Wednesday, April 11, 2012

Deceased--Jack Tramiel

Jack Tramiel
December 13th, 1928 to April 8th, 2012

Complete Commodore 64

"Jack Tramiel's epic journey from Auschwitz to Silicon Valley"


Douglas Martin

April 12th, 2012

The New York Times

Jack Tramiel, a hard-charging, cigar-chomping tycoon whose inexpensive, immensely popular Commodore computers helped ignite the personal computer industry the way Henry Ford's Model T kick-started the mass production of automobiles, died Sunday in Palo Alto, Calif. He was 83. The cause was heart failure, his son Sam said.

Commodore rose to prominence in the 1970s and '80s, producing the first computer to sell a million units. Another model, the Commodore 64, sold more than 20 million units - four times the sales of the Apple II, which is often said to have established the personal computer market.

Sales of the 64 exceeded $1 billion. Tramiel's business model was ruthlessly efficient: He introduced a new product at the lowest price possible, and as the competition matched his price he went even lower. He did this by slashing costs, hiring top talent, selling in mass-market stores like Kmart, and owning the suppliers of chips and other components. He changed directions in an instant, going so far as to introduce a new product even if it hurt sales of an existing one. He liked to say that business is war.

Tramiel's boldness was suggested by a full-page newspaper ad he ran in 1983 when Commodore was flying highest: "Commodore Ate the Apple." In fact, Tramiel had so little use for Apple's emphasis on design elegance and technical sophistication that Time magazine called him the "anti-Steve Jobs." Tramiel wanted affordable, easy-touse computers in every home; he spoke of serving "masses, not classes."

He was born Jacek Trzmiel in Lodz, Poland, on December 13, 1928. After the German invasion in 1939, his family was confined to Lodz's Jewish ghetto, where they lived in a single room while his father scratched out a living repairing shoes.

In August 1944, the Nazis deported the family to the Auschwitz death camp, where Josef Mengele, the SS officer notorious for conducting heinous experiments on inmates, selected Jacek and his father for work detail at a nearby camp. His mother remained behind in Auschwitz and survived; his father did not.

After being liberated by the US troops, Tramiel scrounged around Europe for two years, picking up odd jobs. He had himself admitted to a psychiatric sanitarium just so he could eat.

In 1947 he married Helen Goldgrub, whom he had met in a concentration camp, then left for the US, where his wife joined him in 1948 and his mother in 1949. Joining the Army, he learned to repair typewriters. After his discharge, he drove a cab, used a GI loan of $25,000 to buy a typewriter store in the Bronx, and changed the spelling of his surname.

In the 1950s he moved his business to Toronto, where he had family and where the laws made it easier to import typewriters from Europe. By then, his business had grown into an officemachine company. He chose the name Commodore, after glancing at an Opel Commodore while riding in a cab.

In the 1960s, Tramiel became the subject of a widely publicized insider-trading investigation involving loans to his company. Although he was not indicted, the publicity made it difficult for him to continue to do business in Canada, so he moved the company to the emerging Silicon Valley area of California in the late 1960s.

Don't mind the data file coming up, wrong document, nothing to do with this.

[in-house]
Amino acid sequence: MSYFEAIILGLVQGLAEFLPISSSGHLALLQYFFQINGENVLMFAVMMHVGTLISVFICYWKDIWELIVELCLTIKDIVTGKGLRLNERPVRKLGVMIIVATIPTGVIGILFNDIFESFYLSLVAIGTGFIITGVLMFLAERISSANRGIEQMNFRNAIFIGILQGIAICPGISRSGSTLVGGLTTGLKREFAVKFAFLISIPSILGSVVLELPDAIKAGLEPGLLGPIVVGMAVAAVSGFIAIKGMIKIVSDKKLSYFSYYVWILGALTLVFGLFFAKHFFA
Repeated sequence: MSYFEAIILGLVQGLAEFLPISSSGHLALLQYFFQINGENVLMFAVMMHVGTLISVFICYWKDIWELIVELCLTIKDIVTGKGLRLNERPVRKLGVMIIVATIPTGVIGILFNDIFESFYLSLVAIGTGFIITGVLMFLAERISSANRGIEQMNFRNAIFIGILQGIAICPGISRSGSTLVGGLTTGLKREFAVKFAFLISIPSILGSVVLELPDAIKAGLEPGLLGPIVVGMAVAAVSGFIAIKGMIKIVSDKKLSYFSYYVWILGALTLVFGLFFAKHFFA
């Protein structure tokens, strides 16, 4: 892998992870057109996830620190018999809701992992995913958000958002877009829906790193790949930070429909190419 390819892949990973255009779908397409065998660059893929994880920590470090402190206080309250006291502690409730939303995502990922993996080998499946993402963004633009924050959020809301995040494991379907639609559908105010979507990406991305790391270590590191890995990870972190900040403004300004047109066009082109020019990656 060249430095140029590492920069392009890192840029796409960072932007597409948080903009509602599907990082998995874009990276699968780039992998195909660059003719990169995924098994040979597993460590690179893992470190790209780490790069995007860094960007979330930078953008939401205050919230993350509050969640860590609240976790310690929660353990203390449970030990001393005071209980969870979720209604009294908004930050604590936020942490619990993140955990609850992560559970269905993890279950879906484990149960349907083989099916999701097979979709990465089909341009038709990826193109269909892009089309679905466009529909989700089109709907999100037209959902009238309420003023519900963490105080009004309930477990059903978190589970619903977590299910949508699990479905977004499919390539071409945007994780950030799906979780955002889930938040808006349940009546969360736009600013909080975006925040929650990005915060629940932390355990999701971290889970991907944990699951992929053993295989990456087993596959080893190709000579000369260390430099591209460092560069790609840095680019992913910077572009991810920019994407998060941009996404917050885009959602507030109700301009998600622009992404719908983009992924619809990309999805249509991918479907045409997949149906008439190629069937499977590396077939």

A trip to Japan introduced him to digital calculators, and he began to manufacture them. The competition to cut prices in the calculator business was unrelenting, so he scrambled for ways to cut costs. He decided to buy his own chip supplier, and settled on MOS Technology in Norristown, Pa. An unexpected jewel in the purchase was an engineer at MOS, Charles Peddle, who had developed a faster, cheaper computer chip, the 6502 microprocessor. Peddle persuaded Tramiel to let him use the chip to build the prototype of a PC.

With support from a Canadian investor, Irving Gould, Commodore introduced its Personal Electronic Transactor, or PET, in 1977. It was soon in a price war with the new computers of Apple and the Tandy Corp. Commodore was helped by its dominance in the European market and by a marketing strategy of selling two PETs to schools for the price of one.

In 1980, Commodore leapfrogged its competition by introducing the VIC 20, the first home computer selling for less than $300. Commodore manufactured 9,000 units a day, making it the first computer to sell more than a million units.

(The Apple II, introduced in 1977, reached the million mark a few months later.) Tramiel introduced the Commodore 64 in 1982. It offered 64 kb of memory compared with the 46 offered by the Apple II, and sold for half as much. The 64 had colour graphics and was the first personal computer with an audio synthesizer chip.

Commodore's financial success was dazzling: 100 shares of its stock bought in 1977 at under $2 a share were worth more than $70,000 by 1983. In January 1984, Tramiel resigned as president, chief executive and director.

Months later Tramiel bought the home video-game division of the Atari Corp. After Atari lost ground to Nintendo and other competitors, he sold it and retired in the mid-1990s, then became involved in venture capital and real estate.

In addition to his wife, Tramiel is survived by his sons, Leonard, Sam and Garry, and five grandchildren.

Jack Tramiel [Wikipedia]

Commodore 64 [Wikipedia]

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